The behavioral basis for habitat selection has been intensively studied, but comparatively little attention has been paid to how the resultant species assemblages are formed or affected. Further, how habitat quality interacts with behavior during habitat selection needs greater exploration. We sought to identify some of the behavioral interactions influencing the development of bird assemblages in agricultural habitats, which we consider a structurally simple model system. We performed point counts in non-cultivated meadows, intensive agriculture, and non-intensive agriculture areas in the 2011 and 2012 breeding seasons in which we particularly focussed on Bobolink (Dolichonyx oryzivorus), Eastern Meadowlark (Sturnella magna), Field Sparrow (Spizella pusilla), Grasshopper Sparrow (Ammodramus savannarum), Savannah Sparrow (Passerculus sandwichensis), and Vesper Sparrow (Pooecetus gramineus). Using presence-absence matrices and EcoSim software on 2011 census data, we determined where competition was likely to occur, and which species were competing. In 2012, we experimentally tested these relationships by introducing artificial competitors onto sites. We implemented a before-after control-impact study by comparing presence-absence data from 2011 to 2012 and using multinomial logistic regression. We found grassland bird assemblages are structured by interspecific competition or attraction. The experimental introduction of Grasshopper Sparrows resulted in several presence/absence changes, which differed based on habitat quality, by conspecifics and four heterospecifics (especially Bobolinks). We speculate that the response to competitors is actually determined by the relative quality of each habitat type for each species.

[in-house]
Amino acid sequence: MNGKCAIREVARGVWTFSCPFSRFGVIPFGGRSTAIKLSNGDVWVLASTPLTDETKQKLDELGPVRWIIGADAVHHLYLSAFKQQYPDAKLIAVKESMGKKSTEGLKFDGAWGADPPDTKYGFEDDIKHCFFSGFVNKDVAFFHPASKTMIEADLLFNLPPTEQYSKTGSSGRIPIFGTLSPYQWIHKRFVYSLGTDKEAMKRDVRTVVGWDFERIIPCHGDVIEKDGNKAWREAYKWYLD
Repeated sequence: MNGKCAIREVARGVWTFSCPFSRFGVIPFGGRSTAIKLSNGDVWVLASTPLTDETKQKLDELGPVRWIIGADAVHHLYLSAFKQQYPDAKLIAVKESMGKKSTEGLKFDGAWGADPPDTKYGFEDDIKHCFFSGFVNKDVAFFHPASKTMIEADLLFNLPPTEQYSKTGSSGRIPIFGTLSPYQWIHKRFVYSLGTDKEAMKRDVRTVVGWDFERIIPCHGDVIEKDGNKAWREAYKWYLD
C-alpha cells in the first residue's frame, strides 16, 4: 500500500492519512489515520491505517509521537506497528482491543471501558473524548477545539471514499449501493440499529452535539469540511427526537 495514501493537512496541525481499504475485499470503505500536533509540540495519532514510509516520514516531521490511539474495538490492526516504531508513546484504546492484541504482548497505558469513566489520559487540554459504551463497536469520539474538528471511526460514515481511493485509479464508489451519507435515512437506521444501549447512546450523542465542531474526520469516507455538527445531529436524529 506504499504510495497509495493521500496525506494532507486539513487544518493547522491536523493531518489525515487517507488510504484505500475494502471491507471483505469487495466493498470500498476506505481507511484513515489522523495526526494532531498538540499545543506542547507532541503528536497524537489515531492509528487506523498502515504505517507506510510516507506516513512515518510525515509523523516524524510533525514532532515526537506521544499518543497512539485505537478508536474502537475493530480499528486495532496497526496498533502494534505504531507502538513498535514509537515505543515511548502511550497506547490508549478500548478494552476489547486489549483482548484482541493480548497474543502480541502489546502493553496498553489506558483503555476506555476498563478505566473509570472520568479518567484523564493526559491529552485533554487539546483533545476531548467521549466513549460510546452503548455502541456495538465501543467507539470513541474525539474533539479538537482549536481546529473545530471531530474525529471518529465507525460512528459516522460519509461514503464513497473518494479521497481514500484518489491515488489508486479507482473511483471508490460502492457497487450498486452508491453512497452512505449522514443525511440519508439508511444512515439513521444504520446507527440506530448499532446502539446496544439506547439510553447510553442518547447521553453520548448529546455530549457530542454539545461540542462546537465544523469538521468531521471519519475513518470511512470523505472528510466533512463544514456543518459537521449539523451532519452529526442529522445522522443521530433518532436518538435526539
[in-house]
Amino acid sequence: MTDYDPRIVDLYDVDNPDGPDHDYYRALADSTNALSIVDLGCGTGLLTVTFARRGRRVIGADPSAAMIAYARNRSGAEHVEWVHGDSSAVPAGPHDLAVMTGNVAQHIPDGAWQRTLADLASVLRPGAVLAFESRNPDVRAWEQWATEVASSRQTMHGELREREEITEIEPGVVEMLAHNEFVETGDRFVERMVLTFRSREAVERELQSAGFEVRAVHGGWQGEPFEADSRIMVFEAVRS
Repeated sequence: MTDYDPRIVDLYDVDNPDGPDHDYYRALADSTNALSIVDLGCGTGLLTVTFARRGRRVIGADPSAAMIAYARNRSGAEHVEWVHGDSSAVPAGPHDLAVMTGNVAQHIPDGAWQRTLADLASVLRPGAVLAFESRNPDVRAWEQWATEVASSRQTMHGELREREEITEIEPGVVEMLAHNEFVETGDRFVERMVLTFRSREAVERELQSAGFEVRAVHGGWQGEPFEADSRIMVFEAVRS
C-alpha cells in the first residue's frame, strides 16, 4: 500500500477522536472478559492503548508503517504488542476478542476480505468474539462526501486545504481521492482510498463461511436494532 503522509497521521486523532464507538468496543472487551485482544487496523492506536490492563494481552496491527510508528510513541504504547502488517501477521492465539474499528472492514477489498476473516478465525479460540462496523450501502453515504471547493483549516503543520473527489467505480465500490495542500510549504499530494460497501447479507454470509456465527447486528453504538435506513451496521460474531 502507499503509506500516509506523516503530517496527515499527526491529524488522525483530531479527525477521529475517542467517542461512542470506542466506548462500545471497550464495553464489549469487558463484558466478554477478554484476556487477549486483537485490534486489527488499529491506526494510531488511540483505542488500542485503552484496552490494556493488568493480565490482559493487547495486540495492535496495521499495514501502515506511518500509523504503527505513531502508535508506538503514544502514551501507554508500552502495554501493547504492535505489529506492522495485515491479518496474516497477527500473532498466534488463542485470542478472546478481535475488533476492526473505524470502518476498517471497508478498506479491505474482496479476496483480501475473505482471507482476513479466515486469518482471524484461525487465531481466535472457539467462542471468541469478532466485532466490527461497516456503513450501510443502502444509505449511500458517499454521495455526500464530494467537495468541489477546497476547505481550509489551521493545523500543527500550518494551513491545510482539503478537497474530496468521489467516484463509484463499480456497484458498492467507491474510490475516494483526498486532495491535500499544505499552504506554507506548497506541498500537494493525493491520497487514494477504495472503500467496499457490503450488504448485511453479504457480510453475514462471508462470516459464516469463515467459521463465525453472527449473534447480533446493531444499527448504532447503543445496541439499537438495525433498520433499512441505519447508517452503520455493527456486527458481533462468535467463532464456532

degrees of freedom
Field Sparrow decoy and playback
Grasshopper Sparrow decoy and playback
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McGuire, S.L., Nocera, J.J. Heterospecific competition and attraction in grassland bird communities differ with habitat quality. COMMUNITY ECOLOGY 16, 206–214 (2015). https://doi.org/10.1556/168.2015.16.2.8
- Community ecology
- Conspecific attraction
- Grassland birds